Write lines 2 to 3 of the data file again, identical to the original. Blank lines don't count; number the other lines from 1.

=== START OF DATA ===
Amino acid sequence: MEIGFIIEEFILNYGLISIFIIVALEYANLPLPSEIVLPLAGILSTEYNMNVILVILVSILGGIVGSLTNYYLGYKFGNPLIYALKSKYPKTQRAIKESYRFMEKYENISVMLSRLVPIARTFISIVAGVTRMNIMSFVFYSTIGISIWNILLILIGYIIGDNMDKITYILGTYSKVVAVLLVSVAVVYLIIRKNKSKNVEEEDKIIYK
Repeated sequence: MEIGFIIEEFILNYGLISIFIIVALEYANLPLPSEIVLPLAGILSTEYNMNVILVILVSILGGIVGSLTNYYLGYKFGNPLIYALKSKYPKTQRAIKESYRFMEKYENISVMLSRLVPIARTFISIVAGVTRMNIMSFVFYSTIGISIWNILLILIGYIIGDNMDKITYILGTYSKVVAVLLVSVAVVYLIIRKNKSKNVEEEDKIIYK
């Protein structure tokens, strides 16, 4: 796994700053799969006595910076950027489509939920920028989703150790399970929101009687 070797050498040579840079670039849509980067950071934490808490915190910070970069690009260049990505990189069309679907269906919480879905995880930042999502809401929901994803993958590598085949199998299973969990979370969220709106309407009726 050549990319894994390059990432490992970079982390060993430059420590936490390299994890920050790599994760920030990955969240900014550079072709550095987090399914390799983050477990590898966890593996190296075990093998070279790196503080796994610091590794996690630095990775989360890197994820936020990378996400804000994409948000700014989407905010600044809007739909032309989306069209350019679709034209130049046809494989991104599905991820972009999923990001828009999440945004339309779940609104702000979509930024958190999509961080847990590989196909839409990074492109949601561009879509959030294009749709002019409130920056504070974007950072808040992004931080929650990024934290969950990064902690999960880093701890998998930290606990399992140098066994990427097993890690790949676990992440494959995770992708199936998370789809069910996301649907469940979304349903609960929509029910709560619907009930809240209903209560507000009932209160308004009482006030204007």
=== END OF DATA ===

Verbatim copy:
Repeated sequence: MEIGFIIEEFILNYGLISIFIIVALEYANLPLPSEIVLPLAGILSTEYNMNVILVILVSILGGIVGSLTNYYLGYKFGNPLIYALKSKYPKTQRAIKESYRFMEKYENISVMLSRLVPIARTFISIVAGVTRMNIMSFVFYSTIGISIWNILLILIGYIIGDNMDKITYILGTYSKVVAVLLVSVAVVYLIIRKNKSKNVEEEDKIIYK
């Protein structure tokens, strides 16, 4: 796994700053799969006595910076950027489509939920920028989703150790399970929101009687 070797050498040579840079670039849509980067950071934490808490915190910070970069690009260049990505990189069309679907269906919480879905995880930042999502809401929901994803993958590598085949199998299973969990979370969220709106309407009726 050549990319894994390059990432490992970079982390060993430059420590936490390299994890920050790599994760920030990955969240900014550079072709550095987090399914390799983050477990590898966890593996190296075990093998070279790196503080796994610091590794996690630095990775989360890197994820936020990378996400804000994409948000700014989407905010600044809007739909032309989306069209350019679709034209130049046809494989991104599905991820972009999923990001828009999440945004339309779940609104702000979509930024958190999509961080847990590989196909839409990074492109949601561009879509959030294009749709002019409130920056504070974007950072808040992004931080929650990024934290969950990064902690999960880093701890998998930290606990399992140098066994990427097993890690790949676990992440494959995770992708199936998370789809069910996301649907469940979304349903609960929509029910709560619907009930809240209903209560507000009932209160308004009482006030204007």